Google Fined by French Agency over Privacy Policy

Google LabsAfter months of deliberation, a French privacy regulator has finally hit Google with a fine for violating the French Data Protection Act. The Commission Nationale de l’Informatique et des Libertes (CNIL) issued its highest penalty to date by fining Google €150,000, or about $200,000. Google must also post a message on its Google.fr homepage stating that its privacy policy is in violation of French law.

The decision by the CNIL is a response to a March, 2012 change to Google’s privacy policies in which policies for all of the company’s products were combined into one. User profiles across services such as Gmail, YouTube, Blogger, and more were also consolidated into one single profile.

This proved problematic in the view of the CNIL, which found that Google failed to protect user data in four ways. First, the company does not properly inform users of how their personal data is being handled. Second, it does not obtain user consent before storing cookies. Third, it does not define the retention periods for data it processes and, fourth, it permits itself to combine data across its services.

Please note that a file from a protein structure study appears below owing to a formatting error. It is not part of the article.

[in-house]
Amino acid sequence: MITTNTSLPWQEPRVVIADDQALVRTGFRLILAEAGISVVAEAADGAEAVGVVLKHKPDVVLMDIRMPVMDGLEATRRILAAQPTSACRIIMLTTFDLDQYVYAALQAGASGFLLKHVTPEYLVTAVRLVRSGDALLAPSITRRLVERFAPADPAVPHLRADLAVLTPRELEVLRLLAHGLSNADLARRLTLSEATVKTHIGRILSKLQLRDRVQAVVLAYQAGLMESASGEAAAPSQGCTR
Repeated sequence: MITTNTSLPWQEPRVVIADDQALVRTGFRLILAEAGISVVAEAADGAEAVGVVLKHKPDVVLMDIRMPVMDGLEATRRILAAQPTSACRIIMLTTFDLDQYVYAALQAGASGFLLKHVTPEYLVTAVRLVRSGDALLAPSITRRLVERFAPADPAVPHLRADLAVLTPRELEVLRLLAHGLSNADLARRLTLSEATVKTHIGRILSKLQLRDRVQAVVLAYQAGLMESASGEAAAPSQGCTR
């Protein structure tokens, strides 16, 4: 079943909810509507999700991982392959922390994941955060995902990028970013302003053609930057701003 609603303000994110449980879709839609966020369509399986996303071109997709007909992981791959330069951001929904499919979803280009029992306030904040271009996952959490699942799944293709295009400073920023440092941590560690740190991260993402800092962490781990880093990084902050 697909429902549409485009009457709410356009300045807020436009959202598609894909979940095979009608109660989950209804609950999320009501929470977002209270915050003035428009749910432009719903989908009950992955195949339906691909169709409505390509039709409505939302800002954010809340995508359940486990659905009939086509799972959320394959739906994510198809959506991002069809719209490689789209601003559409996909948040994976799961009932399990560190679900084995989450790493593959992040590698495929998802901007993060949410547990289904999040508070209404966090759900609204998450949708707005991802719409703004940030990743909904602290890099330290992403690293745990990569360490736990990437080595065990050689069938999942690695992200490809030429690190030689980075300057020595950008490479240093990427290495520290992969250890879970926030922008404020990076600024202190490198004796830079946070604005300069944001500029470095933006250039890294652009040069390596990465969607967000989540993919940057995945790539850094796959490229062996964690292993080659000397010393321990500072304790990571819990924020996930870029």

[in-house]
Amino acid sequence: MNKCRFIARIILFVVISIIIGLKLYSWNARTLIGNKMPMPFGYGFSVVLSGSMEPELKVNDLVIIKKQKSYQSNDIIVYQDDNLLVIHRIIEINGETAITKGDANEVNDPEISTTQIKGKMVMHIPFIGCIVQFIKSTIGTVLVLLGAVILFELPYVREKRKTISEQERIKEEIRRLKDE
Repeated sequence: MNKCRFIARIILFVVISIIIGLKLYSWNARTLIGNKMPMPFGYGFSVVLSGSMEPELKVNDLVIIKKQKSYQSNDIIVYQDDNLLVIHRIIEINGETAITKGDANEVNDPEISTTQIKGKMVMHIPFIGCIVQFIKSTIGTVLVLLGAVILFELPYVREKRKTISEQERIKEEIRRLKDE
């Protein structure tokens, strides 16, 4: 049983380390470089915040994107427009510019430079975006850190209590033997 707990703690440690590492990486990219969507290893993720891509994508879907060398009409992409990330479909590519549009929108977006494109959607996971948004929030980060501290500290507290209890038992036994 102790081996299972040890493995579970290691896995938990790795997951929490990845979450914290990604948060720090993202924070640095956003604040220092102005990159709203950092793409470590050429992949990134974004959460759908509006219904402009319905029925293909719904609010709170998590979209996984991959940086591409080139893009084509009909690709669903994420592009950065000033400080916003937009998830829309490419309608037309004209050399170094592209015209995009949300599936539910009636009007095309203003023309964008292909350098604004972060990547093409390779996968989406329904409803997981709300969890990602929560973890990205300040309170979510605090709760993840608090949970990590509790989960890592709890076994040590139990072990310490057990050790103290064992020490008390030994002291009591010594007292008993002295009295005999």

Google has run into problems with its data collection policies in Europe before and this isn’t the first time it has faced a fine. From a financial standpoint, the fine is no more than a slap on the wrist, so presumably Google has little reason to actually change its stance.

“We’ve engaged fully with the CNIL throughout this process to explain our privacy policy and how it allows us to create simpler, more effective services. We’ll be reading their report closely to determine next steps,” a Google spokesperson said.

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